This website aims to create an immersive virtual environment which invites users to explore two of the most central and formative aspects of twentieth-century culture: peace and war. Foregrounding McMaster’s extensive, unique and world-renowned archival collections, incorporating advice from the best subject experts in the field and utilizing state of the art, robust digital technology, the site tells the compelling story of how these two contrary impulses have shaped our country and our world.

Organized into compact thematic modules, constructed to appeal to a wide range of users, content presented in digital form ranges from wrenchingly personal diaries, letters and photographs to the powerful public propaganda of recruiting posters, peace bulletins, and popular songs. The site includes some 3000 database entries and almost 50 individual case studies as well as audio and video segments, maps and an animation of a First World War trench raid, recreated from original archival documents.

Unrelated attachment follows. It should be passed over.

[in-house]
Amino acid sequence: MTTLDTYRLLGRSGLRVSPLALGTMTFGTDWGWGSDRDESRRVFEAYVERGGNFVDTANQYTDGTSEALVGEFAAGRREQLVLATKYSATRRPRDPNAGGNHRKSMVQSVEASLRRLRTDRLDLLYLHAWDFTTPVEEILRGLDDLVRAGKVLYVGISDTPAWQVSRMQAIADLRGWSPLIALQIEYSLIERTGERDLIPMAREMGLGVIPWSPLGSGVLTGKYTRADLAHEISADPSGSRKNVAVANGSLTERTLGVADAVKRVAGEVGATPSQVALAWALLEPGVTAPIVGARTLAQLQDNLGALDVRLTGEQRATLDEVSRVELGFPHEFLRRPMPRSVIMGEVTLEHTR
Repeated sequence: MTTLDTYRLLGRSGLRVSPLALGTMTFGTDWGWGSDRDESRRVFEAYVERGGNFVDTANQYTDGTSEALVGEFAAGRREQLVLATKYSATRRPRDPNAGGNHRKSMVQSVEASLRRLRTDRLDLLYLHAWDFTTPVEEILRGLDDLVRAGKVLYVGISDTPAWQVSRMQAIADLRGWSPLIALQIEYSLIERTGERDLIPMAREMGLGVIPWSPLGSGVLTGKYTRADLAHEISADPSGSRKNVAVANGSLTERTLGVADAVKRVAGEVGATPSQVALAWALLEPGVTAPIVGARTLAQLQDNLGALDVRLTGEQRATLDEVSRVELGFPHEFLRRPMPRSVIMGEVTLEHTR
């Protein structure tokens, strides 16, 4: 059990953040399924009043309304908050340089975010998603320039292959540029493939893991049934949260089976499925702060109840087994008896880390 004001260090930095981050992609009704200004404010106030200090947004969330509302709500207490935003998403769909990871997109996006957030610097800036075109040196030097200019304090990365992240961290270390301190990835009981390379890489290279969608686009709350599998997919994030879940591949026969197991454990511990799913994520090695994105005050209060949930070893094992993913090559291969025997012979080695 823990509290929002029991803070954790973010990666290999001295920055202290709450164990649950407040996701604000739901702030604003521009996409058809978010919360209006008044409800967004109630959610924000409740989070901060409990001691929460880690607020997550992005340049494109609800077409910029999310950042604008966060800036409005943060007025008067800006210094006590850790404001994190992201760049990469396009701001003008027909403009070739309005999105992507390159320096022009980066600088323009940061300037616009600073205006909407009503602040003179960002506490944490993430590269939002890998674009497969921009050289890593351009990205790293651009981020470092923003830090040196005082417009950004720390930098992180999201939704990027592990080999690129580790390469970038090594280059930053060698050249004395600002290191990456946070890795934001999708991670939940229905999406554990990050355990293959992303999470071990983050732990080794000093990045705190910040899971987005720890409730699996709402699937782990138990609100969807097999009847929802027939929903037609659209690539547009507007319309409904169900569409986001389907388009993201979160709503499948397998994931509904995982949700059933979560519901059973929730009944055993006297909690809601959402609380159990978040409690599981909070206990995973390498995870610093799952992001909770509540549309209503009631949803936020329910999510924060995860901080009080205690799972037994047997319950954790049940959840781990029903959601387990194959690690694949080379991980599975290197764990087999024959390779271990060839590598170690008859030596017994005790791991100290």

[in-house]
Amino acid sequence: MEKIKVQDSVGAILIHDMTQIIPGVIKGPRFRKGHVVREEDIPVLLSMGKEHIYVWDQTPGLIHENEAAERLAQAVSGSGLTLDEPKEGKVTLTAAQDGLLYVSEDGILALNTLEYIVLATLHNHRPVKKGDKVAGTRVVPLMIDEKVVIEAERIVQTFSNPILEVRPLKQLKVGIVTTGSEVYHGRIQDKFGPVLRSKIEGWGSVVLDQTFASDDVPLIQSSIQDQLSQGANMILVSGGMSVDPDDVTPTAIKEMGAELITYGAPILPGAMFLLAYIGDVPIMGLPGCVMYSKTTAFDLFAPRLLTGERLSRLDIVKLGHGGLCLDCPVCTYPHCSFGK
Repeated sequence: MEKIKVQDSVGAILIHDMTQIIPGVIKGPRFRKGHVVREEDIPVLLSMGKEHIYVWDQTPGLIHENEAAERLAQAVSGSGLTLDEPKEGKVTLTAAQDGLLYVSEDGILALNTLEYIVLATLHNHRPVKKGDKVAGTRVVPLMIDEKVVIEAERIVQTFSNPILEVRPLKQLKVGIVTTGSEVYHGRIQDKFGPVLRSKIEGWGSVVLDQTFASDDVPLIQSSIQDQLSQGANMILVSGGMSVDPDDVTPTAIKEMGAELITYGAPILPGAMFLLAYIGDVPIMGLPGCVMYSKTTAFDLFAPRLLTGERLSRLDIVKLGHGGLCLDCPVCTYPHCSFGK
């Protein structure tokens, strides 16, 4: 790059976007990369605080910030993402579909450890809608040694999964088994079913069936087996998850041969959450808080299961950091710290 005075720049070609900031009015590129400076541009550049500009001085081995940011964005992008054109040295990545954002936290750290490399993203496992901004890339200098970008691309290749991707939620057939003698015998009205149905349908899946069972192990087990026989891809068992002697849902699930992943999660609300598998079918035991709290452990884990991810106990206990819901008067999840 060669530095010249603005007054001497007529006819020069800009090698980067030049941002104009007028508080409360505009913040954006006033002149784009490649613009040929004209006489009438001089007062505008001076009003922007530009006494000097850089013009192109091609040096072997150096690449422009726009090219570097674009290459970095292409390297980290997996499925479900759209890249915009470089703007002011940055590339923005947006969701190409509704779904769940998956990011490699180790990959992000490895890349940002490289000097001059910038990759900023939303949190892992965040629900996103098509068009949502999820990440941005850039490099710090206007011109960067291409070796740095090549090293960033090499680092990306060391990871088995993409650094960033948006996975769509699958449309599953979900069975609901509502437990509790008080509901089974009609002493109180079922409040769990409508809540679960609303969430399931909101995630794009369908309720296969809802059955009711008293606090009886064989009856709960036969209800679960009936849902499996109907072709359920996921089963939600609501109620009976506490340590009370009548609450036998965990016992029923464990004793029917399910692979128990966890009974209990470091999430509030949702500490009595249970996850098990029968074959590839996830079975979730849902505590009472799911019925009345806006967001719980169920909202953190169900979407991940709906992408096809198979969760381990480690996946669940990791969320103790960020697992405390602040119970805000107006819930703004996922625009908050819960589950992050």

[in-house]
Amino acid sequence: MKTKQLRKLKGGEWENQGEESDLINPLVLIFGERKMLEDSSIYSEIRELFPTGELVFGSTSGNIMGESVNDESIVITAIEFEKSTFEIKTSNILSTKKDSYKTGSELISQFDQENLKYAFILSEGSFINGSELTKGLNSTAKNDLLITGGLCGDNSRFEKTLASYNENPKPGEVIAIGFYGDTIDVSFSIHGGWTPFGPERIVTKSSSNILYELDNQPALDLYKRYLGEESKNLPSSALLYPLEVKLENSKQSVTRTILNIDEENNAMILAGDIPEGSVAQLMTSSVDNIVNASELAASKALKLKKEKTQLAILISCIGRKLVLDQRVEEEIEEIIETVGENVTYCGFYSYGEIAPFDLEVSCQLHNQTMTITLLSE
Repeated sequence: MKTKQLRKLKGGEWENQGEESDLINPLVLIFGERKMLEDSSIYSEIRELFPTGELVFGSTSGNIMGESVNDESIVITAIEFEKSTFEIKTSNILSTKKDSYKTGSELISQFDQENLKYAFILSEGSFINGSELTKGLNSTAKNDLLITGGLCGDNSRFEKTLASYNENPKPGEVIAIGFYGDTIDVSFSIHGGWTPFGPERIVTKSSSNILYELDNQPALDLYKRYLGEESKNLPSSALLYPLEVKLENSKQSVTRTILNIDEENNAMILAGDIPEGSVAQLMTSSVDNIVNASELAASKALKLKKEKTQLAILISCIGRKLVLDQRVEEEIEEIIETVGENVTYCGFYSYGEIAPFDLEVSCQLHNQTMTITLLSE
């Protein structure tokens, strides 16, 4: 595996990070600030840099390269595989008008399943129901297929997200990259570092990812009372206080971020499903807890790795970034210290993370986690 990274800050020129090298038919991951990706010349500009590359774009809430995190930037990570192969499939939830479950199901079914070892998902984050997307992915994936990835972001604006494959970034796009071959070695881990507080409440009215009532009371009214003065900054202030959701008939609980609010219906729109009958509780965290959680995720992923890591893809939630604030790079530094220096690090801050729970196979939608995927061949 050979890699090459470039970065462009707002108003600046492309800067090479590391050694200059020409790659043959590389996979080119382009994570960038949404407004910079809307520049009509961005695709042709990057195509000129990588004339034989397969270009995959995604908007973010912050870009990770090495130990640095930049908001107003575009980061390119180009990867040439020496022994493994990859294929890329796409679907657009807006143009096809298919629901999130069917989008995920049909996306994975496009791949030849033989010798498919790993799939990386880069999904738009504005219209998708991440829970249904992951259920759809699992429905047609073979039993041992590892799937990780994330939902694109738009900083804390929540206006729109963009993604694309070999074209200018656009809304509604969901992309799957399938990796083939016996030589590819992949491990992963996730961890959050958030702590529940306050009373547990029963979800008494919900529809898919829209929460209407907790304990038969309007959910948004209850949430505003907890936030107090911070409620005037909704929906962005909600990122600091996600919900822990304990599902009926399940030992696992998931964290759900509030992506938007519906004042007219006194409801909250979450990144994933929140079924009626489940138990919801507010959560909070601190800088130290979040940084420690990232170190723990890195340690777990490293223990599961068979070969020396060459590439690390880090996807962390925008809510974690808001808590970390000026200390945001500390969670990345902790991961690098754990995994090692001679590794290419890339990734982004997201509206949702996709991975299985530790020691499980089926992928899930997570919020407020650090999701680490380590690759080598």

The site is already winning praise. Dr. Ken Cruikshank, Chair of the Department of History says: “what makes this website exciting to me is that it introduces students to the exceptional archival resources available to them in their own backyard, at McMaster University Library. The online sources are an exciting addition to research materials currently available on the Internet, and will motivate students interested in studying efforts to make peace, or the social, political and cultural impact of war.”

The project is the first developed by McMaster University Library in collaboration with two community partners, Local History and Archives at Hamilton Public Library and Canadian Warplane Heritage Museum.